The Effects of Blood Sugar Levels on the Human Body , this articles helps us all to know how low or high blood sugar affects our body in general
What Is Type 2 Diabetes and How Does It Affect You?
It makes you pee more when you’re high.To handle all of the excess sugar in your blood, your kidneys have to work extra hard. When they can’t keep up, your body excretes it along with the water it requires.
High: Thirst Inducing
Your body takes water from its own tissues to get rid of the additional sugar. A switch in your brain flips to notify you that you’re thirsty so you’ll drink more since you need that fluid to create energy, transmit nutrients, and get rid of waste.
The Effects of Blood Sugar Levels on the Human Body
Dry Mouth (High)
As your body draws fluid from your mouth, it may become dry and cracked at the corners. Less saliva and more sugar in your blood make
High: Skin Problems
Your body takes water from all over to get rid of extra blood sugar. That may cause dry, itchy, cracked, skin, especially on your legs, elbows, feet, and hands. In time, high glucose levels also can damage nerves. This is called diabetic neuropathy. It can make cuts, wounds, and infections more difficult to detect. Without treatment, they can become bigger problems, like the loss of a toe, foot, or part of your leg.
High: Vision Problems
It’s possible that your body is sucking fluid out of your eyes’ lenses, making it difficult to focus. Furthermore, excessive blood sugar can harm blood vessels in the back of your eye (retina). This can result in long-term visual loss, if not blindness.
When you have type 2 diabetes and your blood sugar levels are consistently high, insulin, which helps transport energy to your cells, becomes less sensitive. You can become fatigued due to a lack of fuel. Type 1 diabetes causes fatigue because the body is unable to produce its own insulin. Your levels can stay high for a long period if you don’t address it properly. Your doctor can assist you by giving medicine and recommending lifestyle adjustments.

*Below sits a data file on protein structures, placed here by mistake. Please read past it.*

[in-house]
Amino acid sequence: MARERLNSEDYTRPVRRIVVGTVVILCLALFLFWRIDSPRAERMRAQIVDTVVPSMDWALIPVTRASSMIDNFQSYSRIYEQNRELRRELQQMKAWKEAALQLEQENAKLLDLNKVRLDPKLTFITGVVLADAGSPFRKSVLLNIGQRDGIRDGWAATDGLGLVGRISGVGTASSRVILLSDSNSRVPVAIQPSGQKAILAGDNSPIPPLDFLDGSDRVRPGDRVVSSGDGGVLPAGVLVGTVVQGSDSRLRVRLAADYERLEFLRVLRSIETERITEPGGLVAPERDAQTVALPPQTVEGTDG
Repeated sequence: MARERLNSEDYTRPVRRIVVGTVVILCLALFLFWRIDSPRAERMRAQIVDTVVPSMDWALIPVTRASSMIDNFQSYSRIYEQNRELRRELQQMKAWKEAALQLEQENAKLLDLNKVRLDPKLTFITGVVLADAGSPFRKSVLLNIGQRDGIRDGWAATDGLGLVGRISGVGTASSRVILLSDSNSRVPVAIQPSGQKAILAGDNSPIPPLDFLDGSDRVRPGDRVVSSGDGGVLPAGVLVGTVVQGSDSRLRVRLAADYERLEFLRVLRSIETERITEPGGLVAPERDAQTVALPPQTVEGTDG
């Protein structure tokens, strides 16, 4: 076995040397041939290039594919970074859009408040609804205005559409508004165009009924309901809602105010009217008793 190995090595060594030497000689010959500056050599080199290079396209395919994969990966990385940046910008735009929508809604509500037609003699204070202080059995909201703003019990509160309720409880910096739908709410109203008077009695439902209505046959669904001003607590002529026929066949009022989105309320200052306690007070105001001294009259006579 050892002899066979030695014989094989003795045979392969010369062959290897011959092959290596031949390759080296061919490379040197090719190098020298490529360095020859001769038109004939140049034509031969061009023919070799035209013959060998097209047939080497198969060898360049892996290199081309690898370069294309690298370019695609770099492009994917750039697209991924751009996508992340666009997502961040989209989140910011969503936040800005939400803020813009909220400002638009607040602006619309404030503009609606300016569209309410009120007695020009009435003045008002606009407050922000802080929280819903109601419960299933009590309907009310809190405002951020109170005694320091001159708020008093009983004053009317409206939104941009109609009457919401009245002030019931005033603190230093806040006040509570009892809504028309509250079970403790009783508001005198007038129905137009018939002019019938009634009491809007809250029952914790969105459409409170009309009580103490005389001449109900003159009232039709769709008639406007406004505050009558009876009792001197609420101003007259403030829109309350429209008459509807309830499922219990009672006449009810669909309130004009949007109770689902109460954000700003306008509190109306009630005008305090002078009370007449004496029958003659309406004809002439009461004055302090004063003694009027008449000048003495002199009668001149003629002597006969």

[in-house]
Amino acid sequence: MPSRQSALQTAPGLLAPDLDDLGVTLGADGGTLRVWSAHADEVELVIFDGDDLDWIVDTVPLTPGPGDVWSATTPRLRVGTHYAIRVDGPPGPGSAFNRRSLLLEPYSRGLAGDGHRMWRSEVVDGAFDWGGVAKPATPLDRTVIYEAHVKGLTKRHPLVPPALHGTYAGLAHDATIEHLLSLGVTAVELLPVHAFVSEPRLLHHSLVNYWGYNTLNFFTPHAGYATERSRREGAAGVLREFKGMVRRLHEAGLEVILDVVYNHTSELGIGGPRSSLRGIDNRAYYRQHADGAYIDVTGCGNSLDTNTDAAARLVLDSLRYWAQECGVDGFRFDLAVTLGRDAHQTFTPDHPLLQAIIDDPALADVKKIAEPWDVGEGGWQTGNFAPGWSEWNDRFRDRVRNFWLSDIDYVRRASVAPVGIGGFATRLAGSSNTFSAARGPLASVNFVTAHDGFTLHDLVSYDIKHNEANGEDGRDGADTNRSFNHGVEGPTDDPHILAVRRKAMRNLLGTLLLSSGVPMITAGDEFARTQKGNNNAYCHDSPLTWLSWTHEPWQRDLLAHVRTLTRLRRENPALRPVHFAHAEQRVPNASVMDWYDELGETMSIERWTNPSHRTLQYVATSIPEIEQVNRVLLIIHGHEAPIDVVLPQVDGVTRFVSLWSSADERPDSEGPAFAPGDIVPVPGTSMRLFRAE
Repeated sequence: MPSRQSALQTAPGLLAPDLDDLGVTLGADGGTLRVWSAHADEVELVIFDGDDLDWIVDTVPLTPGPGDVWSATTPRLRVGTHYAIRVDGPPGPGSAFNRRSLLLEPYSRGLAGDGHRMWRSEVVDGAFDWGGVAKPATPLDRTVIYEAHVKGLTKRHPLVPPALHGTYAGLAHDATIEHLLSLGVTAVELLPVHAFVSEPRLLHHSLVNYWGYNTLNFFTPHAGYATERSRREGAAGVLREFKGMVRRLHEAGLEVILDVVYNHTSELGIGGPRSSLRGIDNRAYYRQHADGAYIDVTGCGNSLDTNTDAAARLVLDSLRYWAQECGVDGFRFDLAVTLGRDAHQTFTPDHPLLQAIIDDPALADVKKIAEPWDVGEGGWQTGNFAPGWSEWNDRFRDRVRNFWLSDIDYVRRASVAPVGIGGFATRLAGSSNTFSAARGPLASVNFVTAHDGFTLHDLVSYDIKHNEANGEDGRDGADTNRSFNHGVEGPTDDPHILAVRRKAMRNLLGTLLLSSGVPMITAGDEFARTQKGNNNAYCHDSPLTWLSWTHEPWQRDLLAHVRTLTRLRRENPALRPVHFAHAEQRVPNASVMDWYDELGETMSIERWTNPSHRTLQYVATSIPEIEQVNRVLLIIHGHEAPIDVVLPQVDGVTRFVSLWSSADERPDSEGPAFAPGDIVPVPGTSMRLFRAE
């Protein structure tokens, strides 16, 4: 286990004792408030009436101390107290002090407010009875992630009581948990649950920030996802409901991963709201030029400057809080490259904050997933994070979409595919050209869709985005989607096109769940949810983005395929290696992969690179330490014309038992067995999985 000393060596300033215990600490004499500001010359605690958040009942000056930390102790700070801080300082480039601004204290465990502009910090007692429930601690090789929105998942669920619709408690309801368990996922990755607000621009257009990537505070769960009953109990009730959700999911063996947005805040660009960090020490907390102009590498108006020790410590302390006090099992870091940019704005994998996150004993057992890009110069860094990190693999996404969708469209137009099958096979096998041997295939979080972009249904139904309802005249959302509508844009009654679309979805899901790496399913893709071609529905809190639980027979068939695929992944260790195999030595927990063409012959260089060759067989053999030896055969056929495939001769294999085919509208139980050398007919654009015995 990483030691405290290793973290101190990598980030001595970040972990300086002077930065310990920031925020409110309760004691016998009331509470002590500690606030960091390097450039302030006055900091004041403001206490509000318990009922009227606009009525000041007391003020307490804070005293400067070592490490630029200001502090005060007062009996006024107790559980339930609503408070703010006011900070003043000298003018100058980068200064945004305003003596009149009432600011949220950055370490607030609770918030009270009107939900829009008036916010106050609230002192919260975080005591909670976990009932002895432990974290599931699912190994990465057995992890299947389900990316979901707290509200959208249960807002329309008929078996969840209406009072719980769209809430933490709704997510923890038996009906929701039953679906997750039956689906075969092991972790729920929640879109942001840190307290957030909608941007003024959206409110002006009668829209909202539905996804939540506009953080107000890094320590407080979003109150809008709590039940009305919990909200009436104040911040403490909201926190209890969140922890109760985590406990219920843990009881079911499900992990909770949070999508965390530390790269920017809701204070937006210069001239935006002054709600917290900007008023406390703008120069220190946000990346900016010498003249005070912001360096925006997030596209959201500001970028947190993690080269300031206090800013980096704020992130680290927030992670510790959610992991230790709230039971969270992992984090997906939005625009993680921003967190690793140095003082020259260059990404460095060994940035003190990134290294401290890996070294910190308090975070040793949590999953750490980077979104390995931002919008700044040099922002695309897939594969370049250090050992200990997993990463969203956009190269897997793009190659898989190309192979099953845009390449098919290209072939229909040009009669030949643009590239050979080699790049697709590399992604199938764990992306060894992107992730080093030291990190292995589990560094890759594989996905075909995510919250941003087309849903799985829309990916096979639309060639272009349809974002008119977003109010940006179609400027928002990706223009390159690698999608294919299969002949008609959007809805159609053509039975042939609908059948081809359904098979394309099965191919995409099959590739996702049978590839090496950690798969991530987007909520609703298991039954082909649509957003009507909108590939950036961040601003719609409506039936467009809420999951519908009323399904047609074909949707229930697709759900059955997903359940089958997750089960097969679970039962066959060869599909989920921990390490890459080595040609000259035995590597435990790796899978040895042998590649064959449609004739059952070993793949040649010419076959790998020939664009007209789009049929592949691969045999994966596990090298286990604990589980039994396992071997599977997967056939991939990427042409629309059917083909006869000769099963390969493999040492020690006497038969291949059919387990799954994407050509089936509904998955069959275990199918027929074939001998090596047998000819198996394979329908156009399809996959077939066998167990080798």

If you have diabetes, insulin can help you control your blood sugar levels when it rises too high. However, if you consume too much, it may remove so much glucose that your body is unable to replace it quickly enough. You are exhausted as a result. Other illnesses and medicines may potentially disrupt this cycle, causing your tank to drain.
High: Digestive Problems
The vagus nerve, which helps move food through your stomach and intestines, might be damaged if your blood sugar is too high for too long. Because you aren’t as hungry, you may lose weight. Acid reflux, cramping, vomiting, and severe constipation are all possible symptoms.
Low: Weird Heartbeat
Hormones that assist boost your blood sugar when it’s too low can also cause your heart rate to jump and feel as if it’s skipping a beat. (This is referred to as arrhythmia by your doctor.) The reduction in glucose is most commonly a side effect of diabetes medications.
Low blood sugar might cause your central nervous system, which governs your movement, to become unsettled. When this happens, your body releases hormones such as adrenaline to assist you regain control. However, the same drugs might cause your hands and other body parts to shake or quiver.
When your blood sugar falls too low, your body releases hormones that cause you to sweat a lot. When your glucose levels drop too low, it’s usually one of the first things you notice. With medication, exercise, and dietary habits, your doctor can help you track your levels and aim to keep them in a healthy range.
Even after you’ve eaten, sudden, acute hunger could be an indication that your body isn’t properly converting food to blood sugar. It can also be caused by illness or certain medicines. If you have diabetes, your doctor may be able to change your prescription, which is frequently the source of the issue.
Actually, it isn’t just low blood sugar. A rebound effect might occur when your levels reach extremes of high or low. Your blood sugar fluctuates from high to low, confusing your digestive system and making you feel sick to your stomach.
To function properly, your brain cells require glucose. You may become fatigued, weak, and dizzy if they don’t have enough. You may also experience a headache.
You start to lose your bearings when your blood sugar drops too low (hypoglycemia).
You can slur your words or lose track of where you are.
It might happen so quickly that you don’t even notice you’re acting differently.
You could suffer a seizure or go into a coma in severe circumstances.